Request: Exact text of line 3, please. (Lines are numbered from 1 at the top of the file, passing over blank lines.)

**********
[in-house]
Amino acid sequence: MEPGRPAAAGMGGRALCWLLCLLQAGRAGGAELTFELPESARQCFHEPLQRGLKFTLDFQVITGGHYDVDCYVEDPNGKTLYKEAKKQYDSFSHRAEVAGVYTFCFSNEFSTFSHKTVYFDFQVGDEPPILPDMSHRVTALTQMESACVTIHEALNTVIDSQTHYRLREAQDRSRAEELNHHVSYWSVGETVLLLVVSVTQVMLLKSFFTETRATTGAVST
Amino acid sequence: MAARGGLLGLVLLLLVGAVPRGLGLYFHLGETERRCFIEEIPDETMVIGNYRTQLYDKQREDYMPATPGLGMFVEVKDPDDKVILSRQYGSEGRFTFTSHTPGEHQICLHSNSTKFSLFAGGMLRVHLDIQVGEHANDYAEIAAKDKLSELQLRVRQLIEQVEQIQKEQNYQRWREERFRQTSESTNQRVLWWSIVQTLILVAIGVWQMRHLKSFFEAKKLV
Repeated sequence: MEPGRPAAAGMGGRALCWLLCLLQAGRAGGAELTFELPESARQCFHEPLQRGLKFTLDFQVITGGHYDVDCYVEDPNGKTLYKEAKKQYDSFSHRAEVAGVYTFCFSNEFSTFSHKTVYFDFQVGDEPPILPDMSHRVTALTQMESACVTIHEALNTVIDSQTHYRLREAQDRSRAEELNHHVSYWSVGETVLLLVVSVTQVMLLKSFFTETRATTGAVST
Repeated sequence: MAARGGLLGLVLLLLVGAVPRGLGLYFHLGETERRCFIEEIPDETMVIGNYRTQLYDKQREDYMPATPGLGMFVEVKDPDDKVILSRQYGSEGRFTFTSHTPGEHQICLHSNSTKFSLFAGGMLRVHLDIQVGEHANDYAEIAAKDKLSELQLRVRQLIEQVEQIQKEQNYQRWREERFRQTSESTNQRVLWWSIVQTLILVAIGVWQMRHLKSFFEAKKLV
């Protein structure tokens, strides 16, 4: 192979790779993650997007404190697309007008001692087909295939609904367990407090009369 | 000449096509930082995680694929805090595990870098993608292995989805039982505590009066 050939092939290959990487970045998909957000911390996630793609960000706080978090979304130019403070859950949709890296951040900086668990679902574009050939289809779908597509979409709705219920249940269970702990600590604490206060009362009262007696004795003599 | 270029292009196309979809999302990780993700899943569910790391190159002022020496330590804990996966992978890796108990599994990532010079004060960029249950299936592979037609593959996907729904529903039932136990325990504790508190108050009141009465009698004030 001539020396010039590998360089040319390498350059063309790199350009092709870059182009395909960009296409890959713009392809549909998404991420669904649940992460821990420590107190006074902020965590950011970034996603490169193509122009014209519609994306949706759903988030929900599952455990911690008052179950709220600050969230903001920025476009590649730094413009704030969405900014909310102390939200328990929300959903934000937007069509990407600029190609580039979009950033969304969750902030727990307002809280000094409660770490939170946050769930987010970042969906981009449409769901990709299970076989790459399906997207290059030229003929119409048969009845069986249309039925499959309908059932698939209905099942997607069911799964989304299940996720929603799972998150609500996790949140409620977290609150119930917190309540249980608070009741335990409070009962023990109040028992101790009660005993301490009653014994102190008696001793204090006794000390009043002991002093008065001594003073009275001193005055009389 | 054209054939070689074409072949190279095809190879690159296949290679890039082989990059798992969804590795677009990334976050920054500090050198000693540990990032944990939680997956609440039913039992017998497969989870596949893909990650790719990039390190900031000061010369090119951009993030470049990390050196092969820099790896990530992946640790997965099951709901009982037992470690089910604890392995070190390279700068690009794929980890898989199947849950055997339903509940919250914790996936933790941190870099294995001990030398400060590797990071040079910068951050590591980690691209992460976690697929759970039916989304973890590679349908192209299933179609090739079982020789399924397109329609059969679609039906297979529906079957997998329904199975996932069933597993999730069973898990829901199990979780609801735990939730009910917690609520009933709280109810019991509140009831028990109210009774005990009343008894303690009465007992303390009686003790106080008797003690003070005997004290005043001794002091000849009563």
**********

Amino acid sequence: MAARGGLLGLVLLLLVGAVPRGLGLYFHLGETERRCFIEEIPDETMVIGNYRTQLYDKQREDYMPATPGLGMFVEVKDPDDKVILSRQYGSEGRFTFTSHTPGEHQICLHSNSTKFSLFAGGMLRVHLDIQVGEHANDYAEIAAKDKLSELQLRVRQLIEQVEQIQKEQNYQRWREERFRQTSESTNQRVLWWSIVQTLILVAIGVWQMRHLKSFFEAKKLV